1:07 PM Edit Post
My Twitter pal @Tarynp posted this photo on Friday. It's a menu disclaimer at a restaurant called 'Noodle" on Peachtree Street in Atlanta, GA. She almost left when she saw the middle section:
This reads (sorry - fixing quote issue in style sheet!):
"Noodle has a no return policy on our menu items. As we are confident you will enjoy all of our dishes in the way they are prepared and trying new foods an flavors is exciting, some of our food and drink may have unique flavors or be prepared in a manner that you may not be accustomed to. Please ask your server any questions you might have about our menu and ingredients before making your selection. Noodle is not responsible if you misordered or do not understand your selection. Simply put, if you order it, but just don't like it, you still have to pay for it."
Now, without question, the policy is rude and a bit audacious. It would seem to be either an outcome of arrogance and confidence - or ignorance.... but perhaps it's both. In any case, it's going to alienate some people -- but maybe that's not a bad thing for a high-demand, busy restaurant. Consider this (based on real life!) example:
Now, I'm not talking about the arrogance or abuse as a gimmick or a part of the 'schtick" of the business, which can be in some cases, mildly entertaining. Many of us have been to restaurants that pride themselves in snark and customer "abuse" and even foul language. Head over to Disney's Prime Time 50's cafe - and your server will employ old school discipline on you if you don't clean your plate.
I'm talking about real indifference -- real arrogance at the expense of the customer. Can companies really afford to handle customer experience this way? Possibly! Only the company itself can decide whether the trade off is worth it ... but I'm thinking care is in order!
The fact remains that when surveyed recently, 56% of customers say that they would "always or often" pay more for a good experience - even in a down economy. Further we hear from Fred Reicheld that a 5% reduction in customer attrition can drive a 20% upside in profit.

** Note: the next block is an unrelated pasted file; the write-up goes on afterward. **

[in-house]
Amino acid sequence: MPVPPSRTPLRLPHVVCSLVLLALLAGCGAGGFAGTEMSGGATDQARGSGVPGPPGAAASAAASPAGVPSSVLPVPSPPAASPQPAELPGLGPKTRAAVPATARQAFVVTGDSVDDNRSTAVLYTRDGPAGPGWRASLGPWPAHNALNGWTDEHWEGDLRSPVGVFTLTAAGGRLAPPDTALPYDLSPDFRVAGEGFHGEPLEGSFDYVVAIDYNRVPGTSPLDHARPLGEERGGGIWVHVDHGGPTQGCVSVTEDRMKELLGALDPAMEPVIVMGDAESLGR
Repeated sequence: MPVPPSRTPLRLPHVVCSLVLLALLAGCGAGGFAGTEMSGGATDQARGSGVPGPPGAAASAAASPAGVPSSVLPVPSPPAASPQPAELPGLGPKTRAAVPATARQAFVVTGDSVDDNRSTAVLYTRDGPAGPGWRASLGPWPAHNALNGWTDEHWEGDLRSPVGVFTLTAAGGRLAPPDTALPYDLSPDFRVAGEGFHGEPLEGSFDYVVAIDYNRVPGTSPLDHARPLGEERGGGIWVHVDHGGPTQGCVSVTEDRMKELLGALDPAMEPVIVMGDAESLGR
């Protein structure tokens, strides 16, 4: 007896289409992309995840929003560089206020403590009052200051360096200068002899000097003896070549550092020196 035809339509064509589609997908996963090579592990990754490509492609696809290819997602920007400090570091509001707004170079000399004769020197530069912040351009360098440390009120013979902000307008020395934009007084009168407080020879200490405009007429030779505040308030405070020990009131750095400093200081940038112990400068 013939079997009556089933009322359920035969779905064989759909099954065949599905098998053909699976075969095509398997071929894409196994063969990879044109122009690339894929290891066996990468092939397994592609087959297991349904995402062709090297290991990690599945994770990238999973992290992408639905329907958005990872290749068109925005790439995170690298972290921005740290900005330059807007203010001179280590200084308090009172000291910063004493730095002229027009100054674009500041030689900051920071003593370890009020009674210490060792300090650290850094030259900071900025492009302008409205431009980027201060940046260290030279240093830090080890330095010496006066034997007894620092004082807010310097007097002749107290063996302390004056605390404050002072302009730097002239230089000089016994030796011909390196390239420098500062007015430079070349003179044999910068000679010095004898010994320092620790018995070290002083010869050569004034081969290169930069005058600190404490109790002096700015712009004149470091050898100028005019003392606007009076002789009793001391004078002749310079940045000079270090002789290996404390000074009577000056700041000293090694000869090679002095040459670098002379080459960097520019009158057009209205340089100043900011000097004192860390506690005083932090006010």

If we take data like this seriously, we sure as heck OUGHT to be operating wisely with an eye toward the experiences we offer and facilitate. So, starting really simply, here are five things we know about CX:
Compare the impact, a new patron of Noodle, of seeing that menu disclaimer immediately upon seating. As a first-time visitor, like Taryn, you may be appalled -- you might walk out. If this isn't your first experience with Noodle - but you are instead greeted by a warm hostess, a friendly, helpful server - the impact of that disclaimer may be slightly different.
2. Negative experiences often carry more “weight”than positive ones - Screw up once, and people may be talking about what you did wrong instead of what you've done right in the past. Turn someone off, even after a number of of good experiences, and they may not come back for more. But if you meet detractors with a high sense of ownership and stewardship for the customer experience you can turn negatives into positives.
Noodle's policy provides no outlet for turning a negative experience into a positive one. There's also (seemingly) no exception for human error on the restaurant's part. If Noodle screws up, it seems the customer pays - and it's fair to say that this may result in the customer not returning to this restaurant. The message is pretty clear -- and only Noodle can decide if this is an "acceptable loss."